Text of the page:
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The Staccato Dot.

A correspondent asks me to explain the apparent inconsistencies in the employment of the staccato sign, and lays some stress on the fact that many admirable violinists either disregard the sign altogether or give it a musical meaning differing from the apparent intention of the composer. Also, he writes that most players with whom he has conversed on the subject have either very hazy notions or no understanding of it whatever.

I must frankly confess that I cannot account for the absurd contradictions that continue to escape our otherwise lynx-eyed publishers. The origin of the whole difficulty may easily be traced to the composer, through whose indifference, or lack of conscientiousness misapplication of the staccato sign has been perpetuated. But it is not easy to understand why, after all that has been said and written on this vexed question, our publishers still continue to remain uninterested in details of their work that certainly deserve their closest attention.

When it is taken into consideration that the staccato dot, as employed to-day, is often the cause of perplexity among experienced players, the despair of the inexperienced in determining its value is little cause for wonderment. Experience and musical instinct often enable the player correctly to decide what the composer had in mind; but the novice is at a decided disadvantage in such matters, and he cannot reasonably be expected to form a correct and independent decision.

Clearly the solution of the problem does not require the efforts of a gigantic intellect. It requires only the concerted action of our publishers, who, with the aid of a capable violinist, can easily decide upon a system of signs and nomenclature whose meaning is unmistakable. Until this sensible step is taken, confusion and misunderstanding will always be inevitable.

My correspondent also calls my attention to the meaning which I give the word detaché, and informs me that a certain writer on violin questions expresses views radically differing from my own. On this point I only care to say that the writer referred to has never been taken seriously in the violin world, nor has it ever occurred to me that his opinions might be regarded as authoritative.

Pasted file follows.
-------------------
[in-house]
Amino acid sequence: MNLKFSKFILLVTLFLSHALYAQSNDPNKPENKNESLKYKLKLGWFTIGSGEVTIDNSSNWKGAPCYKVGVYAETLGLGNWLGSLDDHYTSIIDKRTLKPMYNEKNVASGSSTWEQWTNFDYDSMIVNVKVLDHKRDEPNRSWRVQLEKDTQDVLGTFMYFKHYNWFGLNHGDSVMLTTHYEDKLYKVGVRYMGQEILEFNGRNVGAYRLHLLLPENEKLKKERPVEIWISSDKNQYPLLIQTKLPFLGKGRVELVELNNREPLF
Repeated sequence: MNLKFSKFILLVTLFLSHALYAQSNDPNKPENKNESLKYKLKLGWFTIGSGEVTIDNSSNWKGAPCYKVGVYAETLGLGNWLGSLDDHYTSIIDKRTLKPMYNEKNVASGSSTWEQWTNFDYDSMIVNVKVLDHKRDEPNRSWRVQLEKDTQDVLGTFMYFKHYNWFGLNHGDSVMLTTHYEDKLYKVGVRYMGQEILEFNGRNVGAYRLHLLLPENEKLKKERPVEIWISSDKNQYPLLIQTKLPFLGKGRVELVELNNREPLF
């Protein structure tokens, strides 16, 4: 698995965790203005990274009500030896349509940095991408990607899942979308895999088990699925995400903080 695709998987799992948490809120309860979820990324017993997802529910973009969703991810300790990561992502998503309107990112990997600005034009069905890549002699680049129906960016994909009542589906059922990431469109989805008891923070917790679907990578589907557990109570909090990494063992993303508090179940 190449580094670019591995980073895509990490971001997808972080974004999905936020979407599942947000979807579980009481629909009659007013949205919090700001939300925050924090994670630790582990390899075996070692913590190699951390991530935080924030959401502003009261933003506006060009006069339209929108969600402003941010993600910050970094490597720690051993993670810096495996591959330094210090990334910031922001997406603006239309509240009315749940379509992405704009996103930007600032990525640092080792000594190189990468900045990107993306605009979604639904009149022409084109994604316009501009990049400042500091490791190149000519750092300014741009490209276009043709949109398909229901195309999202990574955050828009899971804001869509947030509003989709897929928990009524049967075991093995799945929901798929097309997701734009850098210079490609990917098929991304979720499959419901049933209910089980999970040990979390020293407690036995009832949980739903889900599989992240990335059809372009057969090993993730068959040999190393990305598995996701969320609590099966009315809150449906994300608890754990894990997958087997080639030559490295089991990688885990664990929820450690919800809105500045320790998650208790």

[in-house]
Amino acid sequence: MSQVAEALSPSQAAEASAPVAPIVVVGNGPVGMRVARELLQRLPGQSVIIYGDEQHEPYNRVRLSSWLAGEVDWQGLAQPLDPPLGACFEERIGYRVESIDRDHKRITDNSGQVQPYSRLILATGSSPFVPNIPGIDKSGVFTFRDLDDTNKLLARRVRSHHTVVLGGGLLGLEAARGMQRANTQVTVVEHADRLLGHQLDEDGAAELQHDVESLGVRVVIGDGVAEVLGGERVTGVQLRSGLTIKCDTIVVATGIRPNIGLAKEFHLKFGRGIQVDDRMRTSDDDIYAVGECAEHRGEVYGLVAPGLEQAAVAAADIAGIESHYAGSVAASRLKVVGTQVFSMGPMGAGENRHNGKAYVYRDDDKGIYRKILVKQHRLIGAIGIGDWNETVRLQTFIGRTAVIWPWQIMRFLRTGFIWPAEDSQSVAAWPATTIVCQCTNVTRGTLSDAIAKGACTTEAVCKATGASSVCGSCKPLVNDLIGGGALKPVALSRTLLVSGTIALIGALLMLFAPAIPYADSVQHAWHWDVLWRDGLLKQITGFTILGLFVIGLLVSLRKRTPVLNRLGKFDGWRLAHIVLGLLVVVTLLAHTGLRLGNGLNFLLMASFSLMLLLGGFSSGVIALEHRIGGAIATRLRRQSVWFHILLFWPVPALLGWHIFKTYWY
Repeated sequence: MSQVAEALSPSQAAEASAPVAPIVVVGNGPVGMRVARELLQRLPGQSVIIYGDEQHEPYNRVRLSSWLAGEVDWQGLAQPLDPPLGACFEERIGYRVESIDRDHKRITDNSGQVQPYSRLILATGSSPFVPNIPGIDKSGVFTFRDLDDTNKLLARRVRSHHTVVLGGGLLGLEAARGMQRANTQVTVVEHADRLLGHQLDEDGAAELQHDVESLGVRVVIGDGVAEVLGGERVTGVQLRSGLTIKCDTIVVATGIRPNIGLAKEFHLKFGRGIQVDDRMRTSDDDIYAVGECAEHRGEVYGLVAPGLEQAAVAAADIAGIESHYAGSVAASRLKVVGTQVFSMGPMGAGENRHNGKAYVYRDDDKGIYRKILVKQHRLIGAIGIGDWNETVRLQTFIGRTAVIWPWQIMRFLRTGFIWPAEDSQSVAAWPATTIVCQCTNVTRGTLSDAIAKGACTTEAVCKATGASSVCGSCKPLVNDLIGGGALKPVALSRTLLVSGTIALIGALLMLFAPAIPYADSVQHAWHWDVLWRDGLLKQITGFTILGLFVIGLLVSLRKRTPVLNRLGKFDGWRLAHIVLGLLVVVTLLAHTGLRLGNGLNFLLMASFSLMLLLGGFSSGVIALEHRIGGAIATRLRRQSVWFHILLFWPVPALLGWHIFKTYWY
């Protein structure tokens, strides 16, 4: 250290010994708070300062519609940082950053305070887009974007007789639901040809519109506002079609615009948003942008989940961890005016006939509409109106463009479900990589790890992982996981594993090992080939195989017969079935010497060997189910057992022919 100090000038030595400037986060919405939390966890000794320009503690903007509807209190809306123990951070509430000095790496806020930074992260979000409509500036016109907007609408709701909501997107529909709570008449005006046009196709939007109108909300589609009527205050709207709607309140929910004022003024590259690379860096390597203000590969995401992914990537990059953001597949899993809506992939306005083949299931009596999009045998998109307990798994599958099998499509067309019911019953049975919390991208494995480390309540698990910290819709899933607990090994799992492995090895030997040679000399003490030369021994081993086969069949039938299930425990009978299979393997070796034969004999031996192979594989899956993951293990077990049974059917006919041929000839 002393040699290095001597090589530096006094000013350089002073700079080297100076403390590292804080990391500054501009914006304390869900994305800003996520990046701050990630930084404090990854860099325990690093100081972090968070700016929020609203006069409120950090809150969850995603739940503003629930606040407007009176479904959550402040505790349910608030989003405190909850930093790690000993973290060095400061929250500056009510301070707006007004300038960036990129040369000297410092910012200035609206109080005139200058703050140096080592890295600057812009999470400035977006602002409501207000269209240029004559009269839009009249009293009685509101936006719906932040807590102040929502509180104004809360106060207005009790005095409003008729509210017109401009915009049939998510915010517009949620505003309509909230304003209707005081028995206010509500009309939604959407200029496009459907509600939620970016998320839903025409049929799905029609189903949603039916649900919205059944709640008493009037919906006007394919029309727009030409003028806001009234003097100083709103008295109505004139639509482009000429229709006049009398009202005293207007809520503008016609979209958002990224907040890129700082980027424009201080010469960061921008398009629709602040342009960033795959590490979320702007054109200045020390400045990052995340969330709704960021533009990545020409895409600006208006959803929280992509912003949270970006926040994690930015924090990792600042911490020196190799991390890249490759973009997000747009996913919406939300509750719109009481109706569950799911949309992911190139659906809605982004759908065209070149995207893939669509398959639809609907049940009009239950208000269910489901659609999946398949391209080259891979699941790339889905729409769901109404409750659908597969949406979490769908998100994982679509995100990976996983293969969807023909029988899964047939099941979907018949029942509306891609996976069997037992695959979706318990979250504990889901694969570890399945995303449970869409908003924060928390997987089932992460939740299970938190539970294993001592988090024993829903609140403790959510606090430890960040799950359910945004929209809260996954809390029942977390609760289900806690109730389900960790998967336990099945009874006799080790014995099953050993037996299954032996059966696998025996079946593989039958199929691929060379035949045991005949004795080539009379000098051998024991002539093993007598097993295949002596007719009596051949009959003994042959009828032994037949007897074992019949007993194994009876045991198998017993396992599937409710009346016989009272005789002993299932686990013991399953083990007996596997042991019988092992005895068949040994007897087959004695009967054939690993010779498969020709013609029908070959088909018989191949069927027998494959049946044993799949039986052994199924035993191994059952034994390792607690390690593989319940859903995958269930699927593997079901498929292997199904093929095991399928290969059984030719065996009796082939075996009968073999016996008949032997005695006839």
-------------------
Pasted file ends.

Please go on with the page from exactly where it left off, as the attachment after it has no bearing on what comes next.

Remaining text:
The staccato sign (the dot), when placed either above or below a note, means that that note should be sharply separated from the note that follows it. This sharp separation (or detaché) is accomplished by means of a rapid stroke of the wrist. It may be played, according to circumstances, at the point, the middle, or the heel of the bow; but, if the resultant tone is staccato in character, the stroke which produces it is properly termed detaché. The following illustration may help to make my meaning clearer:

staccato-01.jpgThe perplexed pupil naturally asks: What, then, is the difference—if, indeed, any exists—between the detaché stroke and the martelé? There is, in fact, a marked difference, which every player should readily appreciate. The proper sign for the martelé is as follows:

staccato-02.jpgThe accents clearly indicate that the detached notes should be played with additional force and strength. And, more than this, the sign of the martelé means that the stroke be taken invariably at the point, whereas the detaché may be played with other portions of the bow.

These are the distinguishing features between the two strokes: detaché and martelé. Regarding the employment of the staccato sign where such bowings as saltato, spiccato, etc., are desired, I shall have something more to say in a future issue of The Etude.


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